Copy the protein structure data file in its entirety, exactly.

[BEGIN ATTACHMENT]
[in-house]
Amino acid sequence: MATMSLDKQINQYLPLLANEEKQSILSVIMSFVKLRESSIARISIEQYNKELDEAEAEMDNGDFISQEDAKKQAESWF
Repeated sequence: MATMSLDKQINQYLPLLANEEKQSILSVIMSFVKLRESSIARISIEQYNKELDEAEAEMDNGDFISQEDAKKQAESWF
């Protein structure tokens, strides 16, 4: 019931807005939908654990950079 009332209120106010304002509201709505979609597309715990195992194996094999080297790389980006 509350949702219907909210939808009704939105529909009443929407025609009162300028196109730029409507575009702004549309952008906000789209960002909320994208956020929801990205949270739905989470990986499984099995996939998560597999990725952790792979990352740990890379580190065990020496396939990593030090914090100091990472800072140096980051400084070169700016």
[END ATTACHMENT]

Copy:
[in-house]
Amino acid sequence: MATMSLDKQINQYLPLLANEEKQSILSVIMSFVKLRESSIARISIEQYNKELDEAEAEMDNGDFISQEDAKKQAESWF
Repeated sequence: MATMSLDKQINQYLPLLANEEKQSILSVIMSFVKLRESSIARISIEQYNKELDEAEAEMDNGDFISQEDAKKQAESWF
């Protein structure tokens, strides 16, 4: 019931807005939908654990950079 009332209120106010304002509201709505979609597309715990195992194996094999080297790389980006 509350949702219907909210939808009704939105529909009443929407025609009162300028196109730029409507575009702004549309952008906000789209960002909320994208956020929801990205949270739905989470990986499984099995996939998560597999990725952790792979990352740990890379580190065990020496396939990593030090914090100091990472800072140096980051400084070169700016």